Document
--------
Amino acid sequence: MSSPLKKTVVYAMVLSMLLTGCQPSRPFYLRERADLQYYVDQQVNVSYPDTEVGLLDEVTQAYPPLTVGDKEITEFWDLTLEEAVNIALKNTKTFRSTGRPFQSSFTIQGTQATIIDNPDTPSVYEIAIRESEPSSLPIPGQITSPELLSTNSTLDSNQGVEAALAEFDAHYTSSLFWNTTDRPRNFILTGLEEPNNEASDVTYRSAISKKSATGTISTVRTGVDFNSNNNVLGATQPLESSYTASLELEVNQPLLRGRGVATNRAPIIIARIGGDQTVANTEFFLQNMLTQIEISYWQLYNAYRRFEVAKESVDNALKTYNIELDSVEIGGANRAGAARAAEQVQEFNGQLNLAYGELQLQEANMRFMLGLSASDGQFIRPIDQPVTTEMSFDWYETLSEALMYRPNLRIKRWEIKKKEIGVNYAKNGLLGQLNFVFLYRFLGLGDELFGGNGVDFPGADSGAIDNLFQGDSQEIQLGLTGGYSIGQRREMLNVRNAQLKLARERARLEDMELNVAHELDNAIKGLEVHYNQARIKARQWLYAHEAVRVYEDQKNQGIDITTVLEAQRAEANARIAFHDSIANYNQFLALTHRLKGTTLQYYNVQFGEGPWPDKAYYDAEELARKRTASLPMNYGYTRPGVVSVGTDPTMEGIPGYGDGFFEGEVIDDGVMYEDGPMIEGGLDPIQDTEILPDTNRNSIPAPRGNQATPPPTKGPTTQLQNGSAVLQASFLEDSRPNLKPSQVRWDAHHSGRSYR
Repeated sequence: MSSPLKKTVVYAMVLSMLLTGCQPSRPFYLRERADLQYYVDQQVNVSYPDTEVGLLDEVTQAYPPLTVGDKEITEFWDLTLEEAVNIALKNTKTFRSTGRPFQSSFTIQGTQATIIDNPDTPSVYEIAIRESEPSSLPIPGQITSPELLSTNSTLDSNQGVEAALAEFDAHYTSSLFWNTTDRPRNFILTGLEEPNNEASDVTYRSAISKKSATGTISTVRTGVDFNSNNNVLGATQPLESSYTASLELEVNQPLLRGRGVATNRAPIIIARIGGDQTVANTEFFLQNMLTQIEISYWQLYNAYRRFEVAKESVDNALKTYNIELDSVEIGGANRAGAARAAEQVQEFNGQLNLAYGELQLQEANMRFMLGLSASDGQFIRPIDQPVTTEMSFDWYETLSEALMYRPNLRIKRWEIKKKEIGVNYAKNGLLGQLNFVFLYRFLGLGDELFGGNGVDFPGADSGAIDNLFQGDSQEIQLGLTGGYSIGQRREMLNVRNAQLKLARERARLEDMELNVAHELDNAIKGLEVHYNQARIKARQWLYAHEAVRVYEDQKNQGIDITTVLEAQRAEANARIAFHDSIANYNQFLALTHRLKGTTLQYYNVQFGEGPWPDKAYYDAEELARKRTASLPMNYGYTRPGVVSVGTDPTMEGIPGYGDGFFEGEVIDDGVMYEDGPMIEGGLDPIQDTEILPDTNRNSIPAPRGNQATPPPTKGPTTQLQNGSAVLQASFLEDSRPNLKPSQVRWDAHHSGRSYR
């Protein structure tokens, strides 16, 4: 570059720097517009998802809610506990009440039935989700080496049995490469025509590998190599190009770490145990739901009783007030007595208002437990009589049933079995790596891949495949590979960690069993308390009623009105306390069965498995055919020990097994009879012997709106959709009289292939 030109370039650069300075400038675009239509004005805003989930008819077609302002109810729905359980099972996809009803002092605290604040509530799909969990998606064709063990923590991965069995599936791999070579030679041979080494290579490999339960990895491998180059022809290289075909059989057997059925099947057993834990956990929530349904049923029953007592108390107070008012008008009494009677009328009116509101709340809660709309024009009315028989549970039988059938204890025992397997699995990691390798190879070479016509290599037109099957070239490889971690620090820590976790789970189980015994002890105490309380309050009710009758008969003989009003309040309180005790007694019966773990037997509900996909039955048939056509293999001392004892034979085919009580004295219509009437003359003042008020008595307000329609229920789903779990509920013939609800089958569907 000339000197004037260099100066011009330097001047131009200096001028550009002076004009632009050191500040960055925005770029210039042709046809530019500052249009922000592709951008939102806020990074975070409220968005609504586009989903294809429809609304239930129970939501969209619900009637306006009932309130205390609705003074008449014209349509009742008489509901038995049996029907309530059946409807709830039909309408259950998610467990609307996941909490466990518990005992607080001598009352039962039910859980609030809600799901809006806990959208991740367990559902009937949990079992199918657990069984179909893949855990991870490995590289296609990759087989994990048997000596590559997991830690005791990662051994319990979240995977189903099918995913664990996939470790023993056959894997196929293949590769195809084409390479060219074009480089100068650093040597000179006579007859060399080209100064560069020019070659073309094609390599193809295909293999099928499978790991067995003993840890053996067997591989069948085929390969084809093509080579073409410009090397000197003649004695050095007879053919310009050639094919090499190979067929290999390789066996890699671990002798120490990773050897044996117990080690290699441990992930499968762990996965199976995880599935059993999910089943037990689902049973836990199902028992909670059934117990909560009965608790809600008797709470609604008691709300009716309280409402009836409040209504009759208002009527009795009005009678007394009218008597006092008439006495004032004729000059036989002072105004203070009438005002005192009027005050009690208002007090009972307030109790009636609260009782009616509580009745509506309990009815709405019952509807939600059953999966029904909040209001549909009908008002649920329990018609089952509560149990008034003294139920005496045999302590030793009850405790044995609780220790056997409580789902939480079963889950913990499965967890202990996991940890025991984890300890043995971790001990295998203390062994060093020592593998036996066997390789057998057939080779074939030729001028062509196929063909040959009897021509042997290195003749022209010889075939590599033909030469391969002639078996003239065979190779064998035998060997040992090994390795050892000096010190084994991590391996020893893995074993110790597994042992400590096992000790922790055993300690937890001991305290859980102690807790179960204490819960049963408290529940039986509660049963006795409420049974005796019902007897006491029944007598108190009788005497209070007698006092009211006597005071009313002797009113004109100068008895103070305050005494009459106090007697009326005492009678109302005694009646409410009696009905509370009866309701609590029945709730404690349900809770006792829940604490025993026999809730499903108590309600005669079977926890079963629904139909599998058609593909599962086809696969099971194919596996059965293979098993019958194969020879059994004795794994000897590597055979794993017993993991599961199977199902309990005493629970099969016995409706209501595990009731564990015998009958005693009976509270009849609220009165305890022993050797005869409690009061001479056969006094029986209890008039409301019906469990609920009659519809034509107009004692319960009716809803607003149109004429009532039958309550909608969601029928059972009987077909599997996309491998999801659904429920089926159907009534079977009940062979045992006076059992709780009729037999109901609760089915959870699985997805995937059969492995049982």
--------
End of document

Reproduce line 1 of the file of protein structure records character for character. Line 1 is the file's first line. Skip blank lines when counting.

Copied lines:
Amino acid sequence: MSSPLKKTVVYAMVLSMLLTGCQPSRPFYLRERADLQYYVDQQVNVSYPDTEVGLLDEVTQAYPPLTVGDKEITEFWDLTLEEAVNIALKNTKTFRSTGRPFQSSFTIQGTQATIIDNPDTPSVYEIAIRESEPSSLPIPGQITSPELLSTNSTLDSNQGVEAALAEFDAHYTSSLFWNTTDRPRNFILTGLEEPNNEASDVTYRSAISKKSATGTISTVRTGVDFNSNNNVLGATQPLESSYTASLELEVNQPLLRGRGVATNRAPIIIARIGGDQTVANTEFFLQNMLTQIEISYWQLYNAYRRFEVAKESVDNALKTYNIELDSVEIGGANRAGAARAAEQVQEFNGQLNLAYGELQLQEANMRFMLGLSASDGQFIRPIDQPVTTEMSFDWYETLSEALMYRPNLRIKRWEIKKKEIGVNYAKNGLLGQLNFVFLYRFLGLGDELFGGNGVDFPGADSGAIDNLFQGDSQEIQLGLTGGYSIGQRREMLNVRNAQLKLARERARLEDMELNVAHELDNAIKGLEVHYNQARIKARQWLYAHEAVRVYEDQKNQGIDITTVLEAQRAEANARIAFHDSIANYNQFLALTHRLKGTTLQYYNVQFGEGPWPDKAYYDAEELARKRTASLPMNYGYTRPGVVSVGTDPTMEGIPGYGDGFFEGEVIDDGVMYEDGPMIEGGLDPIQDTEILPDTNRNSIPAPRGNQATPPPTKGPTTQLQNGSAVLQASFLEDSRPNLKPSQVRWDAHHSGRSYR